Transplants Started!!!

So last night on my way to work I stopped by my mailbox and my seeds had arrived!  I immediately felt the need to open each packet and look at all of them (I probably should have waited and only opened each one as I used it).  I am so excited!  So this morning I hustled off to Home Depot to pick up a couple of supplies to get some seeds started (time is of the essence, as late summer here is the worst time to plant, due to unfavorably hot initial weather followed by freezes by the time things like peppers get big enough to start producing).  While the vast majority of gardening books and blogs I have read advocate using a 4′ fluorescent light hung directly over seedlings, I simply don’t have the space, tools, or know-how to rig one of those up (I mean these people put them on retractable chains and all sorts of craziness!).  I figured I could get the same (if miniature) effect by using a plastic Rubbermaid type bin with an 18″ fluorescent plug-in light attached to the inside of the lid.  Low and behold, indoor transplants for dummies with small apartments:

 

Inside the box day one

I am holding the lid up (that is the lid in the upper left corner) but you can see how bright the light is.

   The one downside to my ingenious system is of course the very limited amount of space.  I had originally wanted to do eight marigolds, six broccoli and one each of the three cherry tomato varieties and two pepper varieties, but I only had room for four marigolds and three broccoli in addition to the tomatoes and peppers.  The peppers I am really not very hopeful about, since they take so very long to mature.  They will probably not be ready by the time the weather cools down, but it will be valuable experience learning how to grow the transplants anyway.  The pots that I had originally looked at online were square 4″ pots, but when I went to Home Depot they only had round 5″ pots, so not as many plants fit as I wanted.  Because broccoli is more of a cool-weather crop, however, once these transplants are moved to the garden in 4 – 6 weeks I can start a few more, and thus hopefully end up with two different harvests of broccoli (plus any side-shoots they produce).  Because I am only doing one transplant of each of the tomatoes and peppers, I placed three seeds in each container, just in case some don’t come up.  If all of them come up, I will just pick the healthiest one and mercilessly cut the others.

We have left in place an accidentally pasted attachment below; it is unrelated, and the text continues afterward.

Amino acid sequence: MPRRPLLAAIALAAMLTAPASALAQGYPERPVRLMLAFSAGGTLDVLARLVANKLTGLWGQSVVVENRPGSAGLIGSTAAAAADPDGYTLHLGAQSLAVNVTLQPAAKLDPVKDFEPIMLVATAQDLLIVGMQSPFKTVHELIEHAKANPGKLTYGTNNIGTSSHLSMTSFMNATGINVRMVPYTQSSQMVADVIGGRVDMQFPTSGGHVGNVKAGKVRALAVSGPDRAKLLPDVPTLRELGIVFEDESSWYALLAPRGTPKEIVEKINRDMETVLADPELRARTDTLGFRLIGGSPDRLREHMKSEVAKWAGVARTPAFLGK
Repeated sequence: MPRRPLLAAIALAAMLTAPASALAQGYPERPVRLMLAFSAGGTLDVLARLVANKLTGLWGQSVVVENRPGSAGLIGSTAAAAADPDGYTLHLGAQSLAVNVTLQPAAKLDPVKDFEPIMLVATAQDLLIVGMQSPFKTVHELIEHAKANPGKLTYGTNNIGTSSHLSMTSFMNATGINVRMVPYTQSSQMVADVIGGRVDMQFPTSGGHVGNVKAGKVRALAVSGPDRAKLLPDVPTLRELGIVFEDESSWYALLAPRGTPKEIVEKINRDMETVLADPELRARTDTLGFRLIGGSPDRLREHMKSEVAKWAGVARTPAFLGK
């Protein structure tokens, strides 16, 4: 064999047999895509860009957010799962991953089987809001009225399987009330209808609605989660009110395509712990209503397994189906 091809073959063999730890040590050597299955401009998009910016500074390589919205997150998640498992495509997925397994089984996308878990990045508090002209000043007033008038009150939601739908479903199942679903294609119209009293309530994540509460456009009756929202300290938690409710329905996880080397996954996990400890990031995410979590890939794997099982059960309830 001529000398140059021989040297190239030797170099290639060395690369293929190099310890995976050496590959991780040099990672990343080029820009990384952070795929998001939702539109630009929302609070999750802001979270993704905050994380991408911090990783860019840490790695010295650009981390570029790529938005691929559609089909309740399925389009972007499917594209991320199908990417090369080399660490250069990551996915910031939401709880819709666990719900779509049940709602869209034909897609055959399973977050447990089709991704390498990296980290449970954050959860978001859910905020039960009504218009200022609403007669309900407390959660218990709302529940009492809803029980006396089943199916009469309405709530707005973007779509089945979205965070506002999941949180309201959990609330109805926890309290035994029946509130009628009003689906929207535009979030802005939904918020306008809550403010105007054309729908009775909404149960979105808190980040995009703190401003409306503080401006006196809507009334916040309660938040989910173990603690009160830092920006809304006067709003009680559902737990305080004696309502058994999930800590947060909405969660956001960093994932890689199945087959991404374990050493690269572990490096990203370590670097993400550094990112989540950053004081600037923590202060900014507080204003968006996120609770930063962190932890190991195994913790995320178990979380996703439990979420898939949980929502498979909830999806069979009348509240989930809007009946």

Potting Supplies

Potting supplies all ready.

  Instead of buying label sticks, I cut up one of the blinds that was left out on my balcony when I moved in (the window is missing two blinds, which for some reason were out on the balcony…and this one had been repaired once before across the top by staples, apparently…) and Sharpied in the name of the variety and what kind of plant it is.  Because I worked super late (or early this morning, really) last night, I did not make it to the work party at the co-op today, but I will make it to the next one.  Meanwhile I will go out probably on Tuesday and prepare the north side of the plot for the corn.  That is currently the most overgrown part of the plot, so that will be lots of fun, but it has to be done because the corn really cannot wait.  I am relying on the local extension office’s planting dates rather than the other co-op gardener’s opinions as far as all this goes, so it may come back to bite me, but since I am only planting a few of each plant, I will have lots of seeds leftover for next summer anyway, so I’m not terribly concerned.  I will leave you today with an image that happened as soon as I brought in the box with the plants and set it up with the light.

New thing must be for cat

Any new object must be cat entertainment.

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Quick Update